Paul R. Epstein, a Harvard Medical School public health expert and physician who helped illuminate the connections between climate change and the spread of infectious disease, died Nov. 13 at his home in Boston. He was 67.
The cause of death was lymphoma, said his wife, Andy Epstein.
Dr. Epstein, who served as the associate director of Harvard Medical School’s Center for Health and the Global Environment, produced a series of seminal papers examining the public health implications of climate change and its impacts.
Rather than confine his work to academic circles, he devoted much of his career to speaking publicly about humans’ need to curb greenhouse gas emissions or risk facing disastrous consequences. Dr. Epstein was an adviser to former vice president Al Gore for the 2006 Oscar-winning documentary film “An Inconvenient Truth.”
In an e-mail, Gore said that Dr. Epstein “always found the time to make sure that the latest research was relayed to the public.”
“His rare ability to communicate the subtleties and complexities of his field in layman’s terms and his strong desire to reach out and educate people about the climate crisis are a lasting part of his legacy,” Gore said.
Dr. Epstein’s work sparked controversy, in part because it is harder to connect climate impacts such as extreme weather and rising temperatures to the spread of disease than to more straightforward developments such as ocean acidification. But his dogged work helped transform the popular understanding of global warming, by demonstrating how an environmental phenomenon could exact a human toll.
Raised in a progressive family in Manhattan, Dr. Epstein was advised by his pediatrician father to combine his passion for social justice with a medical career.
“No matter what you do — you can do politics, you can lead a revolution — but no matter what, be a doctor,” Andy Epstein, a nurse, recalled in an interview Tuesday, “which I thought was good advice.”
Dr. Epstein managed to do both. Living in Mozambique from 1978 to 1980 with his wife and their two children, he saw how citizens struggled to get adequate medical care in the aftermath of that nation’s bitter war of independence with Portugal.
He devoted much of his early career to providing health-care access to poor Americans. As a medical student at New York’s Albert Einstein College of Medicine, he co-led a group of medical, nursing and social work students in a federally funded project to foster community medicine. He later worked in clinics in East Boston and Cambridge, Mass.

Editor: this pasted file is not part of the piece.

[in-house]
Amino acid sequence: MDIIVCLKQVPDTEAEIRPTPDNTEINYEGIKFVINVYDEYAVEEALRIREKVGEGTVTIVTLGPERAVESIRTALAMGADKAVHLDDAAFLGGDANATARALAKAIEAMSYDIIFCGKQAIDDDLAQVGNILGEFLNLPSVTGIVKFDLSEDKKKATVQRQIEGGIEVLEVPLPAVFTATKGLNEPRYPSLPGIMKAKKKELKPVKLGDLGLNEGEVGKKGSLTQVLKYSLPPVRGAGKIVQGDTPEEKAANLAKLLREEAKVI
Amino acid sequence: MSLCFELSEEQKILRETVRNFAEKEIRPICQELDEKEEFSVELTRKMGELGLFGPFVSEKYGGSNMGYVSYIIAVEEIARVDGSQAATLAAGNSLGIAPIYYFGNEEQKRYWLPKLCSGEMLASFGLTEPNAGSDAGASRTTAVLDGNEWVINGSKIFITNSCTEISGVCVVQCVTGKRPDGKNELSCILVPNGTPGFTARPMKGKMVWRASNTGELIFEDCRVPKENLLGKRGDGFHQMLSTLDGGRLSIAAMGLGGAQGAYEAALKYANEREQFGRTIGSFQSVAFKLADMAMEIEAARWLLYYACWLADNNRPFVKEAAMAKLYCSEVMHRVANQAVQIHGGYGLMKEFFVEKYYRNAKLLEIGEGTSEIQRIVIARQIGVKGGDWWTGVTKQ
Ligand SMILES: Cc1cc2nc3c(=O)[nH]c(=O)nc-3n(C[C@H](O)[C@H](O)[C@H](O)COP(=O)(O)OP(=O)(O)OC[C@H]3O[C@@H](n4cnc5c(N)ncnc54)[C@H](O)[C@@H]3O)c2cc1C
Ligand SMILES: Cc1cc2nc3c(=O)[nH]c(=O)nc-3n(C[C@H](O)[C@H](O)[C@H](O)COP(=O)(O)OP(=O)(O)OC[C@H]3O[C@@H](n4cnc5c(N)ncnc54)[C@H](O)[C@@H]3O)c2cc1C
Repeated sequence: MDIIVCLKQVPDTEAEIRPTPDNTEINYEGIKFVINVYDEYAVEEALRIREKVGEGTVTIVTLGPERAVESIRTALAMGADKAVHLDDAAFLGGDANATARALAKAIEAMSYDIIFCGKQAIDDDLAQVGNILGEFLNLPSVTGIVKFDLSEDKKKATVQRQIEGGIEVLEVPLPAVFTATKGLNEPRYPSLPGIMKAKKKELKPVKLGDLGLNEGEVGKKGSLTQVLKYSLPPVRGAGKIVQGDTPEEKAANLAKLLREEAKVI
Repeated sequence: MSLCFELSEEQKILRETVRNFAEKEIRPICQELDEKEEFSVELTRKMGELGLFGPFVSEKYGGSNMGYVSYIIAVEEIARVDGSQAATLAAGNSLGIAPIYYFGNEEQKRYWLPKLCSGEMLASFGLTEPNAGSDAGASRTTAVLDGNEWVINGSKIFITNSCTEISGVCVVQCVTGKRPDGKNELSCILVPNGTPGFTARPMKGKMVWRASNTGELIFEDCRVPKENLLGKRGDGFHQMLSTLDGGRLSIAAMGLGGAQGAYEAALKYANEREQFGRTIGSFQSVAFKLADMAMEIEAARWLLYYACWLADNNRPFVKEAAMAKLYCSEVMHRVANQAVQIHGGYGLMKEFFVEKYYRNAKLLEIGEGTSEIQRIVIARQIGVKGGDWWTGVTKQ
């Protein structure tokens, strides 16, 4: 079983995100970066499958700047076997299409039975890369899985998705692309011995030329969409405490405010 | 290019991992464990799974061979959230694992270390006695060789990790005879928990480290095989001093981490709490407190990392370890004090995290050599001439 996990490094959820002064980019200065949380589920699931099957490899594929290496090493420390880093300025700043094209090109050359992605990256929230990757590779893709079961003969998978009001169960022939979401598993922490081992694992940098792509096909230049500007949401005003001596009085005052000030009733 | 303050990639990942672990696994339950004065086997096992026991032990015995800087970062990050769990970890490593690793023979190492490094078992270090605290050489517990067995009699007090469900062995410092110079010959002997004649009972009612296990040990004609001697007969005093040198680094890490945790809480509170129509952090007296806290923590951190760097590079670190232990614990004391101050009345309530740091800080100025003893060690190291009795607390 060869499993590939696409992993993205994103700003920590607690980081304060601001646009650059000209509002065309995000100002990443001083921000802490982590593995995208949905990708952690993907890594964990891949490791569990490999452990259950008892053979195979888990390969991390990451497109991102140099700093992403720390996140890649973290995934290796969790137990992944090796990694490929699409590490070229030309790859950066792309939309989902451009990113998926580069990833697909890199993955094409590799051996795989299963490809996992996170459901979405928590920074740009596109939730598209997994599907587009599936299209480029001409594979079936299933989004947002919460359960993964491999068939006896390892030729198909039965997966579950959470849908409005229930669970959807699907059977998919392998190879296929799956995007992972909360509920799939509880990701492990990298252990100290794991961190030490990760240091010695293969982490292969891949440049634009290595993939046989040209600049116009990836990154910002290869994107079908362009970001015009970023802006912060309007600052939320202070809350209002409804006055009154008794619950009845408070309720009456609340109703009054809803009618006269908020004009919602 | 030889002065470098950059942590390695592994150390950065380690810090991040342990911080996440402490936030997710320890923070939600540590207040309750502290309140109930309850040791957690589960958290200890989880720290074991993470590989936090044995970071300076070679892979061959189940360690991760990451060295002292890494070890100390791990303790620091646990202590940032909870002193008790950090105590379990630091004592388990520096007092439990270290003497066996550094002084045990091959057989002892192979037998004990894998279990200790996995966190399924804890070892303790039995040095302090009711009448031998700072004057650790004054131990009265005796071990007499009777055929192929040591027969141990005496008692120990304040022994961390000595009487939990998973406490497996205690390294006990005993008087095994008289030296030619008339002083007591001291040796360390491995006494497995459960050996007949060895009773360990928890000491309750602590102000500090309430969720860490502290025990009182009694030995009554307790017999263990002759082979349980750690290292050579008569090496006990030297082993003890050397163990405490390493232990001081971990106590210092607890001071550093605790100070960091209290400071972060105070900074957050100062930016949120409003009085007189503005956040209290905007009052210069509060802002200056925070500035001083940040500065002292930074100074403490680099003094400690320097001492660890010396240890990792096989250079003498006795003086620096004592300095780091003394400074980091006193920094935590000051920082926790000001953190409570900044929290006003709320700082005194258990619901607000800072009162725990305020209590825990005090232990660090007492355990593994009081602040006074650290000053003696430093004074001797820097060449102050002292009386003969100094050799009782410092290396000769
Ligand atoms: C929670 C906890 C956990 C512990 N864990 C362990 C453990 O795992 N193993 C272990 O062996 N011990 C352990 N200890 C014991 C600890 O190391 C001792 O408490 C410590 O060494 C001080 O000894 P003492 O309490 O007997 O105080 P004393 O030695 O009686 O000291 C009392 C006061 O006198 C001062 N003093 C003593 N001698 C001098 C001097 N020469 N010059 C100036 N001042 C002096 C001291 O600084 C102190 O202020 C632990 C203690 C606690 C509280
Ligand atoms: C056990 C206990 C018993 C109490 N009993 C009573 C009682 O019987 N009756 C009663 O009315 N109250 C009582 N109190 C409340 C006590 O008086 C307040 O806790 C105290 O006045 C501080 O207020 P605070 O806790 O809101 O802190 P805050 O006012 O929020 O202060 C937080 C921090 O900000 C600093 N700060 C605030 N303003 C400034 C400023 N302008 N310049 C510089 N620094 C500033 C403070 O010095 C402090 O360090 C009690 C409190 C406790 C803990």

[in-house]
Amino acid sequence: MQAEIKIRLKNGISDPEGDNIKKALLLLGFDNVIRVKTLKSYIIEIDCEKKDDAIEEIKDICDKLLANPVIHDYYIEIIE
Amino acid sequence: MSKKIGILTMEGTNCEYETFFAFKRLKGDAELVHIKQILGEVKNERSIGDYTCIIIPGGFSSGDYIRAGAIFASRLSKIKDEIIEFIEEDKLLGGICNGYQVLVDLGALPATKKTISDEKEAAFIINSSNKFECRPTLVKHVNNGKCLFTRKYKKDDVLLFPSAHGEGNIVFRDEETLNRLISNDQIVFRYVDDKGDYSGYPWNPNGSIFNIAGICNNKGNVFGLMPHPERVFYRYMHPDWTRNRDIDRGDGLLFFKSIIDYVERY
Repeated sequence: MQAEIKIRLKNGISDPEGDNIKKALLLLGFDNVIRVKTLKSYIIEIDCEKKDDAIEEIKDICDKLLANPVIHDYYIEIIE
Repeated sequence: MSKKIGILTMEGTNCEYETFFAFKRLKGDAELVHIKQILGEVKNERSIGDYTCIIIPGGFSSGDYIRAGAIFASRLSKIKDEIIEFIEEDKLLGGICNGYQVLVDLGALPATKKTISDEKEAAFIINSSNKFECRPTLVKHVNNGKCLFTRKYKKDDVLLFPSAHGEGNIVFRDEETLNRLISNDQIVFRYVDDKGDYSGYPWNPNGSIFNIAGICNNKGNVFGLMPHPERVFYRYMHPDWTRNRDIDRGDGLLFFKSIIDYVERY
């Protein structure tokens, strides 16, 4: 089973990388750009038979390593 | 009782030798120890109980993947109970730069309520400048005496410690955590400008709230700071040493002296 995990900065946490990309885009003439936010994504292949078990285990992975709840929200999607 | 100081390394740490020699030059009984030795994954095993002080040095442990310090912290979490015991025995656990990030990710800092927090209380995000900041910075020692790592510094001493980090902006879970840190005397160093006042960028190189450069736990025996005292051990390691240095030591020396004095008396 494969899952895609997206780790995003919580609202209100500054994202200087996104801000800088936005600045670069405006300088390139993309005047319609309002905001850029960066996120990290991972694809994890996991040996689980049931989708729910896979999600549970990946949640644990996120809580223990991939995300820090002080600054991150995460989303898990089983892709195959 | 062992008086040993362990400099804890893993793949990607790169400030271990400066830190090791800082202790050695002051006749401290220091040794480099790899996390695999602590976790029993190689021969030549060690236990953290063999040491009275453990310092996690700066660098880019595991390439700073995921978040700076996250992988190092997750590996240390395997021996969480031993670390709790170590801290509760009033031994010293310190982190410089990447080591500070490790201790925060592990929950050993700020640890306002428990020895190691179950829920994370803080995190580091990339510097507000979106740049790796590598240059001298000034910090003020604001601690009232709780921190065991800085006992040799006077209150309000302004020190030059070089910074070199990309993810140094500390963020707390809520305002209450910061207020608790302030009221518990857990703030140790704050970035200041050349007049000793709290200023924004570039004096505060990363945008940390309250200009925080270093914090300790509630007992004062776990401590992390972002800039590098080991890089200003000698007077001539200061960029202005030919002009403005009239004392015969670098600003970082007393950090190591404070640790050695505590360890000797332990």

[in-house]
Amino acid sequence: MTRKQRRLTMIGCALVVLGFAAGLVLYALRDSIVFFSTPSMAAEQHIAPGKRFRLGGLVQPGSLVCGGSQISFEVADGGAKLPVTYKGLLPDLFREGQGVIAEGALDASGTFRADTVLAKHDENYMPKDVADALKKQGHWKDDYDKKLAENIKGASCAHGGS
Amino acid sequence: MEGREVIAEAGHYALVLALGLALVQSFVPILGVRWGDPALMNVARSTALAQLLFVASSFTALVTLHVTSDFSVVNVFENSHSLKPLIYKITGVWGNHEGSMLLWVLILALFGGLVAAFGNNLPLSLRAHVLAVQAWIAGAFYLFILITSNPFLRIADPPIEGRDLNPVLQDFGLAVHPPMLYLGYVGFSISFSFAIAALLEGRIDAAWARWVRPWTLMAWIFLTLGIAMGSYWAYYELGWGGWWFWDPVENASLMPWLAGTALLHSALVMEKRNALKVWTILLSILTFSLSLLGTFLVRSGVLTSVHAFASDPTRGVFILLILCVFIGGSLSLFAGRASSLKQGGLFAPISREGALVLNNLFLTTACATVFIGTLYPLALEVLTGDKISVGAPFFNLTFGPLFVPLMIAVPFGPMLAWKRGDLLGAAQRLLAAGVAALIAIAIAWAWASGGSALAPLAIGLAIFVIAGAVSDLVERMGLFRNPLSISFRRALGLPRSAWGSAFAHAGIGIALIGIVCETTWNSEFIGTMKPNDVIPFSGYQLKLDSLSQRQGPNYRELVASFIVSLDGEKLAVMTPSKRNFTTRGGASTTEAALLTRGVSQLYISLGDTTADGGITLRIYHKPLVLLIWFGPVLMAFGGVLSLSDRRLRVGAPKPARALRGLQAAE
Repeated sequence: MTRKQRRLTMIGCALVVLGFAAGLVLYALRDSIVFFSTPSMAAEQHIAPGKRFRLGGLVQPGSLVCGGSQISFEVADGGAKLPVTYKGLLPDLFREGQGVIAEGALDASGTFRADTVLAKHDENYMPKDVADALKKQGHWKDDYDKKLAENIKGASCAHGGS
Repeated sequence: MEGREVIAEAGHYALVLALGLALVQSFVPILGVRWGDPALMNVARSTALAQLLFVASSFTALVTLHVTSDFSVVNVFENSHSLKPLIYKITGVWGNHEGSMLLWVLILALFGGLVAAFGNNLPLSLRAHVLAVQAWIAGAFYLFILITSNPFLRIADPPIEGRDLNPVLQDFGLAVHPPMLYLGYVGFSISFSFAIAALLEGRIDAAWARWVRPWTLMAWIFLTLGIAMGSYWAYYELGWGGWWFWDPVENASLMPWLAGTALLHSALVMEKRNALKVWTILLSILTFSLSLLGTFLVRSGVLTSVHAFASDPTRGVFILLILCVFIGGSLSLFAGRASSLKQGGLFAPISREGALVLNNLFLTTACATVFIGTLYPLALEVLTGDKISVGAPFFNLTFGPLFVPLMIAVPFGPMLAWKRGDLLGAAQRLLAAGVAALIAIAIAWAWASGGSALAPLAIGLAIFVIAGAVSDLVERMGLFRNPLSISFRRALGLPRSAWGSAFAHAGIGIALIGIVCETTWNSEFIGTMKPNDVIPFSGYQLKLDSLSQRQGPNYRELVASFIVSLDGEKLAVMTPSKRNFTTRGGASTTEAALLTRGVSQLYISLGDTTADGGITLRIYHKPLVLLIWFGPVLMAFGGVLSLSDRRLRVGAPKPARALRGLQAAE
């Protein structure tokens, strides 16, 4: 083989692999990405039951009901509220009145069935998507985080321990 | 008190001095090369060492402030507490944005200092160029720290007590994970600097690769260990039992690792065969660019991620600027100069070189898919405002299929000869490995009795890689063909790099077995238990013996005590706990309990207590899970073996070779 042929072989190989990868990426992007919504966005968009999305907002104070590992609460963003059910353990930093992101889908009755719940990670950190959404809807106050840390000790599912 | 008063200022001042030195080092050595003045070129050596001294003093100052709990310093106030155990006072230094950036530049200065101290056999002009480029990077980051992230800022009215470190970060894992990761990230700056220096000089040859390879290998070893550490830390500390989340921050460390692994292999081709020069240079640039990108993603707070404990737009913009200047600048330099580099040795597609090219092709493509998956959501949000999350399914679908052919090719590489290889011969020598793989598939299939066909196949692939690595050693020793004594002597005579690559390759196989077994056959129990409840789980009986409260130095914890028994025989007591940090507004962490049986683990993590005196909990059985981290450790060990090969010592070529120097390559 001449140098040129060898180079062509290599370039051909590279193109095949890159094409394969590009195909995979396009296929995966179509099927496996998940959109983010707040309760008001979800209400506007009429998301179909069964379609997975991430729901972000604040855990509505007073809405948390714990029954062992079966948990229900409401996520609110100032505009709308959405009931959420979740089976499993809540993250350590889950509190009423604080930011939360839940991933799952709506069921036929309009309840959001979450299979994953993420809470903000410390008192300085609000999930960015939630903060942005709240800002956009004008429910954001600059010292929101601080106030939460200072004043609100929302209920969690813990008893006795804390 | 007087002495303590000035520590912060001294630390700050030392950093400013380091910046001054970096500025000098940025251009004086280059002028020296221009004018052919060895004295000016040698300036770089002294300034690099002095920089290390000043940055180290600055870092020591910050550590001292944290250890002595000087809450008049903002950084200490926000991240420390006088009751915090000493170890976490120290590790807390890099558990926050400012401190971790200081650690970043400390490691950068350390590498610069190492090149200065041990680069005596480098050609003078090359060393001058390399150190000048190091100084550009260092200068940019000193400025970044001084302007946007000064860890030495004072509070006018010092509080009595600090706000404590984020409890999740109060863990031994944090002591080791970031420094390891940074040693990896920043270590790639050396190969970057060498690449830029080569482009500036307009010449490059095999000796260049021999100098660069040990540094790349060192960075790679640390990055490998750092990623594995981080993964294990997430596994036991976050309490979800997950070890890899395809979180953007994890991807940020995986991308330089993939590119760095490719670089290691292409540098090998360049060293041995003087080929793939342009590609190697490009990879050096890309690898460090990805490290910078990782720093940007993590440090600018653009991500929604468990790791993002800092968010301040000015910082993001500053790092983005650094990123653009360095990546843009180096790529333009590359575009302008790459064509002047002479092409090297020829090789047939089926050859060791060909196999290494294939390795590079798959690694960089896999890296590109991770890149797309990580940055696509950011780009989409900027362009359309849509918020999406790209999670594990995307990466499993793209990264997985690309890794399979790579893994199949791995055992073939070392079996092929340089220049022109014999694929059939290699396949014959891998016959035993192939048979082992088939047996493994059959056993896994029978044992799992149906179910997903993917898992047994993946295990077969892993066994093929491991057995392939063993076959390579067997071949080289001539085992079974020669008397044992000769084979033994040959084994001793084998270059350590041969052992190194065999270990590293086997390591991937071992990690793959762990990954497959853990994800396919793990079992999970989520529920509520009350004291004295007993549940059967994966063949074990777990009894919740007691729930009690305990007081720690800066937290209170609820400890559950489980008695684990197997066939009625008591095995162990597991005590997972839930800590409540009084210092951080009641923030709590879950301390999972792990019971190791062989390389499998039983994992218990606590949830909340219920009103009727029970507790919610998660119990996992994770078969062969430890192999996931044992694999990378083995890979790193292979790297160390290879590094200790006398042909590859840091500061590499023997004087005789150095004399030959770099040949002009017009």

In the 1980s, Dr. Epstein led a group of American and Russian medical students to Kenya, where epidemiologists there said they were discovering malaria at higher altitudes than ever before.
He turned his attention to how changes in Earth’s climate could affect human health, releasing a report at the 1992 U.N. Earth Summit in Rio de Janeiro that linked a cholera epidemic going on at the time in Peru to algal blooms caused by warming sea surface temperatures and nutrient discharge.
“There was a sense that physicians had a very important role to play in helping people to understand the gravity and implications of these climatic changes that were underway,” said Eric Chivian, who attended the summit with Dr. Epstein and now directs Harvard’s Center for Health and the Global Environment. Dr. Epstein co-founded the center in 1996.
Dr. Epstein went on to publish papers in prominent scientific journals on topics ranging from how warming can speed the outbreak of mosquito-borne diseases and the growth of ragweed to the connection between the rise in asthma and the soot from power plants and diesel trucks.
He also plunged into the public debate over global warming, publishing opinion pieces, giving interviews and delivering a PowerPoint lecture to investors and policymakers on the multiple benefits of reducing greenhouse gases.
“This can be good for public health, good for the security, good for the economy, and we hope it’ll stabilize the climate,” he told an audience of lawyers in a speech that aired on National Public Radio in 2007. Later he told the reporter, “Reverend William Sloane Coffin said, and I slightly paraphrase, hope is the passion for the possible.”
Paul Robert Epstein was born Nov. 16, 1943, to Nathan Epstein and Edith Hillman Boxill, a music therapist. He graduated from Cornell University with a degree in physics in 1965 and received his medical degree from the Albert Einstein College of Medicine in 1969. He earned a master’s degree in public health from Harvard in 1982.
Survivors include his wife of 44 years, Andy Gates Epstein of Boston; two children, Benjamin Epstein of New Orleans and Jesse Epstein of Brooklyn; and a sister.
Despite the contentious nature of climate research, Dr. Epstein was known for his gentle manner and the fact that he was, in the words of MIT atmospheric scientist Kerry Emanuel, “kind and very concerned with humanity.”
Even as he fell seriously ill this summer, he published four pieces in the Atlantic and continued to blog about his work.
“He knew his time was very short, and he wanted to say what he needed to say in the time he had left,” Chivian said. “His work is so important — now perhaps even more important — because there is such a lack of understanding about what’s happening globally.”